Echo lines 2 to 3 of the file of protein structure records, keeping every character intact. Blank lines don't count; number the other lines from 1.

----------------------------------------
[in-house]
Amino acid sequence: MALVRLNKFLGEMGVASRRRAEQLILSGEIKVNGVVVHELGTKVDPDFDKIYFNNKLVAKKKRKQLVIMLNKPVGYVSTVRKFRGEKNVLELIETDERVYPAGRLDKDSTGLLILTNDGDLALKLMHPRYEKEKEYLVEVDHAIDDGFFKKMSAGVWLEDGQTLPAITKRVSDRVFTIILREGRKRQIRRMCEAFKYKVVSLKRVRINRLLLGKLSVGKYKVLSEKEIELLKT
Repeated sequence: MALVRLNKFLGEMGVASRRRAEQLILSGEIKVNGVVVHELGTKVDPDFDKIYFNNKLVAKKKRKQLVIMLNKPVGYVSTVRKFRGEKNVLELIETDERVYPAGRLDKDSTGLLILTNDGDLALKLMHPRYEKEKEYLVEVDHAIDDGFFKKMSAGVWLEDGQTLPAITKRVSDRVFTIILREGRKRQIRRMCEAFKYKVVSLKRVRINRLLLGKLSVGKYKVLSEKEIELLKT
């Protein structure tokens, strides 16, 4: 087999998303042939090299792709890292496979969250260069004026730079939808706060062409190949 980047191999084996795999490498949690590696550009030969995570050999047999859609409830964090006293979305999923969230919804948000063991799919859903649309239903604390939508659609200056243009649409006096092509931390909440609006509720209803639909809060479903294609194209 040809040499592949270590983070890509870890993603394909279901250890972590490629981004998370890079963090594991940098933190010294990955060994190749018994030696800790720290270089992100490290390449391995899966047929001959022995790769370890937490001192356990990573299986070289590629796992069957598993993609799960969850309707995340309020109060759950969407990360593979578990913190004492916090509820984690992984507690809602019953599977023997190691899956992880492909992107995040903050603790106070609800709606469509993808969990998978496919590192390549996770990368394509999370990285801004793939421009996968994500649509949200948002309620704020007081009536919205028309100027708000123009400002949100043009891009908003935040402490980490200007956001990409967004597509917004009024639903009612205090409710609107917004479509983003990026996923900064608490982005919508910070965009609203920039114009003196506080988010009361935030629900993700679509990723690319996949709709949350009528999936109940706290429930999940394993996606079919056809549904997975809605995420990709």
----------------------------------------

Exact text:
Amino acid sequence: MALVRLNKFLGEMGVASRRRAEQLILSGEIKVNGVVVHELGTKVDPDFDKIYFNNKLVAKKKRKQLVIMLNKPVGYVSTVRKFRGEKNVLELIETDERVYPAGRLDKDSTGLLILTNDGDLALKLMHPRYEKEKEYLVEVDHAIDDGFFKKMSAGVWLEDGQTLPAITKRVSDRVFTIILREGRKRQIRRMCEAFKYKVVSLKRVRINRLLLGKLSVGKYKVLSEKEIELLKT
Repeated sequence: MALVRLNKFLGEMGVASRRRAEQLILSGEIKVNGVVVHELGTKVDPDFDKIYFNNKLVAKKKRKQLVIMLNKPVGYVSTVRKFRGEKNVLELIETDERVYPAGRLDKDSTGLLILTNDGDLALKLMHPRYEKEKEYLVEVDHAIDDGFFKKMSAGVWLEDGQTLPAITKRVSDRVFTIILREGRKRQIRRMCEAFKYKVVSLKRVRINRLLLGKLSVGKYKVLSEKEIELLKT